We were moving to Arkansas in the middle of our Military Unit back in the early part of the school year (October) 2005-6. We didn’t get very many field trips done for that unit (and that was a shame because there were plenty of military bases and places to see near Little Rock). It took us until the very end of the school year to make up one of these planned field trips: the trip to McArthur Miltary Museum.
We finally visited the museum on a day when Daddy was off work. It was the only good thing about his schedule there (evenings and weekends on duty) – the fact that he was able to accompany us on many of our field trips. This museum, while not “spectacular” was very interesting (the building alone was worth going to see). I love old buildings… the smell of real wood and polish… the milky glass and beautiful trim… and metal door-knobs… it takes you back in time.
This particular building, with its striking octagonal tower, is an old arsenal for a frontier fort –
“Fort Roots” (built in 1840). The arsenal was an area which supplied ammunition to the frontier before the Civil War and it was also used during the war by the Confederate Army. The post was captured along with Little Rock by General Frederick Steele of the Union Army in September of 1863. There are many interesting Civil War items inside the museum (which was delightful because I am a history nut and that is one time-period that fascinates me).
After the war, Douglas MacArthur was actually BORN inside this building in 1880 because his father was stationed there as an Arsenal officer. The fort was closed in 1892 when the land was traded by the government with the condition that its grounds be “forever exclusively devoted to the uses and purposes of a public park.”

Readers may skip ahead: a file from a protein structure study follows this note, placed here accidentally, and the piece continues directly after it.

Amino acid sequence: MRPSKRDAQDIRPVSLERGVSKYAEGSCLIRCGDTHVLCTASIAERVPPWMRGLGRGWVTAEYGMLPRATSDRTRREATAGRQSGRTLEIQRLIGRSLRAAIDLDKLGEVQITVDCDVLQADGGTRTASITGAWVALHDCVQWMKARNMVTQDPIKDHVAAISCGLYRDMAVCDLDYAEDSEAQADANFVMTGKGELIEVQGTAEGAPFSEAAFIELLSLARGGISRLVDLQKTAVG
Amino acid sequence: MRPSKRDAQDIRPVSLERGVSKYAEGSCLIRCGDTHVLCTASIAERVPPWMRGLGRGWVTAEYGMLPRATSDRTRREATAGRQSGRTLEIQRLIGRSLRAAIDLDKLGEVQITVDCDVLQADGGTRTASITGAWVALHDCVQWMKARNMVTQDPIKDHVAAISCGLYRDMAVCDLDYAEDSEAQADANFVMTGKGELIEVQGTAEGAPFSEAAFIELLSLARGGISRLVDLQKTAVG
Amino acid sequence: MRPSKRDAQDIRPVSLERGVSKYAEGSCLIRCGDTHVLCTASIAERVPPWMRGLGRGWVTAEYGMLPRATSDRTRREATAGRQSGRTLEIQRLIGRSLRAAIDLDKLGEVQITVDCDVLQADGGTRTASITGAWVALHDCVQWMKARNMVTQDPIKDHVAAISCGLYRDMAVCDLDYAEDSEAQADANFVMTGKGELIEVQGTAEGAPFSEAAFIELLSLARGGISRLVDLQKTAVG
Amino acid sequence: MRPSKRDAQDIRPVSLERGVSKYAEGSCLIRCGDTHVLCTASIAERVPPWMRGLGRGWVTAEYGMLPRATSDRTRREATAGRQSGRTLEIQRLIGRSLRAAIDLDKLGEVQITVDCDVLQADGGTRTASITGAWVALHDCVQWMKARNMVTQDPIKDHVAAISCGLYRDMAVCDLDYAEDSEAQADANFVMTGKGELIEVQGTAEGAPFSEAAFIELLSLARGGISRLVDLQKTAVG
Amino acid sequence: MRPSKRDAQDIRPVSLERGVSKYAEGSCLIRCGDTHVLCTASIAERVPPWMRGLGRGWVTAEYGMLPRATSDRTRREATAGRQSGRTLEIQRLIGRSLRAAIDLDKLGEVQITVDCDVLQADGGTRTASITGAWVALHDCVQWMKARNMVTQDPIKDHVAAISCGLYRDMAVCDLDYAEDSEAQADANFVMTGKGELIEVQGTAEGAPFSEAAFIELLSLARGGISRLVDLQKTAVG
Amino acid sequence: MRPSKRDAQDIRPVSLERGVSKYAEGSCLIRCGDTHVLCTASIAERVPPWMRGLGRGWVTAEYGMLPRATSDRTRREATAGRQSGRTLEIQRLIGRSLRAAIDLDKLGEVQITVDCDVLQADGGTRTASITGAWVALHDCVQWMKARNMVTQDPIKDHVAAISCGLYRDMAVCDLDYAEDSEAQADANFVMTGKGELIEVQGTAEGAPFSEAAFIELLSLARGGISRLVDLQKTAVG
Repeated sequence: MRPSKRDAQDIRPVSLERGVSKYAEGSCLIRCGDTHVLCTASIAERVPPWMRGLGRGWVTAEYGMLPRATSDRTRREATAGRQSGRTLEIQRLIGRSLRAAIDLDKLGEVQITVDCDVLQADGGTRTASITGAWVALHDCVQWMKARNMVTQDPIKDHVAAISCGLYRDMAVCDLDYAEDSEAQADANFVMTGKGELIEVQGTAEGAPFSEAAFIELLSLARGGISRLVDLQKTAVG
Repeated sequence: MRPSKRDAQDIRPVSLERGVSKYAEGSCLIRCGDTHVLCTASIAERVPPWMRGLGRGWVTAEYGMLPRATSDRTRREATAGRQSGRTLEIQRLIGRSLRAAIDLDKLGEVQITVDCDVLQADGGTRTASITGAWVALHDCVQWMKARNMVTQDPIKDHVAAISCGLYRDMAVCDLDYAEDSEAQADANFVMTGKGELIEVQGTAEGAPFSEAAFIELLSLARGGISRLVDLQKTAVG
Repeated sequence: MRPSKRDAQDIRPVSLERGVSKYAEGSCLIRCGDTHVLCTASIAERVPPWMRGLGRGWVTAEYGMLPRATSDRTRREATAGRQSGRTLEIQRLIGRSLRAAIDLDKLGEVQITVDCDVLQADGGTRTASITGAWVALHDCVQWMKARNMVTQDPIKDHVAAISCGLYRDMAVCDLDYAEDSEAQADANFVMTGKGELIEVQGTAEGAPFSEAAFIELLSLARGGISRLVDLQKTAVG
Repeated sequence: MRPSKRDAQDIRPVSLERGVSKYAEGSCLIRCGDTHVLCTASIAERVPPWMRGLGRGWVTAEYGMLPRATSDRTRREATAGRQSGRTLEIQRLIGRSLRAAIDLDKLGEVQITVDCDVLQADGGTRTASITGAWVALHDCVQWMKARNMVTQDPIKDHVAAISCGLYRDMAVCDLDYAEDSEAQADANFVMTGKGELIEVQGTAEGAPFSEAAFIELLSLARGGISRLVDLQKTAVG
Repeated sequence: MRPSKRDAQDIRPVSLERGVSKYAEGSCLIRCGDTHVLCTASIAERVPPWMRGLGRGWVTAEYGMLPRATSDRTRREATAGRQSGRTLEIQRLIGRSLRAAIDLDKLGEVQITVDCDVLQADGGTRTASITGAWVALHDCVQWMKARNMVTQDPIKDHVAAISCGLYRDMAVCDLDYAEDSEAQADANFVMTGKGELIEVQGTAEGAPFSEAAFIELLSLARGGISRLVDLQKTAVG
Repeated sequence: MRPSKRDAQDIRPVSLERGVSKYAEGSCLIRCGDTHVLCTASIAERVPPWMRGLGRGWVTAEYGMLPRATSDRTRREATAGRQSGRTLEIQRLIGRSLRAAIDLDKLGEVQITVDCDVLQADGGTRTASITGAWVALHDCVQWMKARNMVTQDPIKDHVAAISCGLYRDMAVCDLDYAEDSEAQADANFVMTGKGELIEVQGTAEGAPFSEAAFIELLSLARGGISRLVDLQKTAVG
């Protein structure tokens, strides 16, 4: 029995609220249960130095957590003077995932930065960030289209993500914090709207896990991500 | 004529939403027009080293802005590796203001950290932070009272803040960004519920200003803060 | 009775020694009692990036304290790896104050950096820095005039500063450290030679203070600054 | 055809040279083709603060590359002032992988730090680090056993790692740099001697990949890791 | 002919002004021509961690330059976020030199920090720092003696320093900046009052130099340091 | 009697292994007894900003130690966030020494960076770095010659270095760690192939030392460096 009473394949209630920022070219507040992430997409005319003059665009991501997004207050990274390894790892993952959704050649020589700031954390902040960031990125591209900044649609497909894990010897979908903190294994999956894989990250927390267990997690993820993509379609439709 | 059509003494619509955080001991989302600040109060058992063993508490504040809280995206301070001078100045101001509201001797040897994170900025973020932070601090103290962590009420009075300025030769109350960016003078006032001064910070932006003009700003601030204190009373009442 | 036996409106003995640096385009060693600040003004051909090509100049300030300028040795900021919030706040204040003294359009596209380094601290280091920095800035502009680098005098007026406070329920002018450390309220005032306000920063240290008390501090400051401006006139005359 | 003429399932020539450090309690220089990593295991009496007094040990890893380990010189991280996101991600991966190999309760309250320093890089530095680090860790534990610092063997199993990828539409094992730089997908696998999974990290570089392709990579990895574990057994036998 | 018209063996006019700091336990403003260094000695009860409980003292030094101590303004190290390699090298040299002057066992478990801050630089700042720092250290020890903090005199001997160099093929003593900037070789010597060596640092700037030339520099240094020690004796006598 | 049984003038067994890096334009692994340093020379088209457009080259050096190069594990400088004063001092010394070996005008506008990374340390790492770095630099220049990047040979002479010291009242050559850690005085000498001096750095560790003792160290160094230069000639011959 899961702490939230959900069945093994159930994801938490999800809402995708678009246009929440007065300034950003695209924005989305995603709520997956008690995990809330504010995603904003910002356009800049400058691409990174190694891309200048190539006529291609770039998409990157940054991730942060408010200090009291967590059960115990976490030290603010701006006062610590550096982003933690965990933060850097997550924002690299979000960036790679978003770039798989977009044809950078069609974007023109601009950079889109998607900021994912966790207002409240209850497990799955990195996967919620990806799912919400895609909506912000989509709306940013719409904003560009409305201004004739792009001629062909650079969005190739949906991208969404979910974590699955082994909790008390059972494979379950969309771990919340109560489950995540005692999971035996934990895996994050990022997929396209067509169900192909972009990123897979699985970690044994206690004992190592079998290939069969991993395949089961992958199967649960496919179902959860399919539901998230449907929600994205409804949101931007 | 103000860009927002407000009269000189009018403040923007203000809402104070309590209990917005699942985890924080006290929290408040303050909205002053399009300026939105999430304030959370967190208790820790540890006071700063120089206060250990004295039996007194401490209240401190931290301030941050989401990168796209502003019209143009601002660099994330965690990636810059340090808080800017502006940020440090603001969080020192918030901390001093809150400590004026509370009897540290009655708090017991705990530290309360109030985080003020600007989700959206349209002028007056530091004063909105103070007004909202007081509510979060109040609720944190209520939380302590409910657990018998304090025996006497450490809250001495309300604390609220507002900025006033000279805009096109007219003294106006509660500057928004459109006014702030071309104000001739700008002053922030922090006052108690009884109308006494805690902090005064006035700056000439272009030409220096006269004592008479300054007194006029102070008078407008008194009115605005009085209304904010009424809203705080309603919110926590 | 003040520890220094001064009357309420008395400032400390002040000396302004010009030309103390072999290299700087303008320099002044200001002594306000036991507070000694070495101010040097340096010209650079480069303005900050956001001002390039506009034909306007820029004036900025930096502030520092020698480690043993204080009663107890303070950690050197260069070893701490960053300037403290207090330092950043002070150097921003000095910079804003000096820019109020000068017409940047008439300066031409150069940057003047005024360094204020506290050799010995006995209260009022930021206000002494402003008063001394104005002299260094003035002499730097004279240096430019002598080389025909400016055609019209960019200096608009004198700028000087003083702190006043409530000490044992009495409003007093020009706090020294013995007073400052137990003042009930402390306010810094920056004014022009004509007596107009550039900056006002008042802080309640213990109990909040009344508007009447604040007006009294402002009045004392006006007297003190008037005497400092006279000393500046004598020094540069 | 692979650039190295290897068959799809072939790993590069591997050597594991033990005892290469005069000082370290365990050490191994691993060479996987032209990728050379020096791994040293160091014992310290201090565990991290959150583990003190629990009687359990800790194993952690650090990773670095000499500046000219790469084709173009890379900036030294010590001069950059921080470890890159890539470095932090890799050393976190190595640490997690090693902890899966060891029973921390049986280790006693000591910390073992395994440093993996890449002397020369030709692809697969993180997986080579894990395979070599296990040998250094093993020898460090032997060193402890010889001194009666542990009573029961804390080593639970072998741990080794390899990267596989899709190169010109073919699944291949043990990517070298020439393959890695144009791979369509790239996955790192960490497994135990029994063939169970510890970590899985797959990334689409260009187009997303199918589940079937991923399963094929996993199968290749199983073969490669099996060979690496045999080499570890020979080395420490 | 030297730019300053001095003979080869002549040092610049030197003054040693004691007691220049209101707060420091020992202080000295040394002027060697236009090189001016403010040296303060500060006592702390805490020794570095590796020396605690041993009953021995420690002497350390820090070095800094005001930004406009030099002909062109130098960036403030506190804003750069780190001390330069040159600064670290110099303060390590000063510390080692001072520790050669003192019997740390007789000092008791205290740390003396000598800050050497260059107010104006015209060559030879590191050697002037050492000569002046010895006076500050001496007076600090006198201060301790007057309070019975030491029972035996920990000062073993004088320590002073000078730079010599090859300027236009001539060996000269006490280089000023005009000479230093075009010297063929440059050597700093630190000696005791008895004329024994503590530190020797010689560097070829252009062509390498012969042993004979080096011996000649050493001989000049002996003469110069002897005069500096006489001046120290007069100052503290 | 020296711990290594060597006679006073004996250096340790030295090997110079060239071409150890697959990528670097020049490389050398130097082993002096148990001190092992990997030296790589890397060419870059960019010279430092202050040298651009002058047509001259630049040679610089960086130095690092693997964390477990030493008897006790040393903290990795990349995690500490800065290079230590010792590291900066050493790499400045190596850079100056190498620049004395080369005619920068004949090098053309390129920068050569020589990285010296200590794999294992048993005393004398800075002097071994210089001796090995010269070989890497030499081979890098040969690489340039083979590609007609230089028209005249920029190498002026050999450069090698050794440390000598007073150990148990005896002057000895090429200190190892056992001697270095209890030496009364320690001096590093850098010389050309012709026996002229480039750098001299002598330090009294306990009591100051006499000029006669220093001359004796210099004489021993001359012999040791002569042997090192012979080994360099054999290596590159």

The federal government traded the fort for land in North Little Rock and renovations began in the 1930’s. The museum opened to the public as a history museum, before finally becoming what it is today in 2001. Exhibits change often, so be sure to check with the website under the title of this post to see which exhibits are available. When we went, we enjoyed seeing a photo exhibit from World War 2.
From the website:
“Exhibits feature artifacts, photographs, weapons, documents, uniforms and other military items to vividly portray Arkansas’s military history, at home and abroad.”
Next door to this museum is a small art museum and a park where you can stop and eat a picnic lunch (what we did). Don’t miss out on visiting here if you are in town. Admission is free and with a few other stops in the same area of down-town Little Rock, it makes for a very nice day trip.
Department of Arkansas Heritage
Arkansas Roadside Travelogue
Visit my other field trip reviews through my Homeschool Series Post
Stuff I’ve posted previously which has something to do with the military
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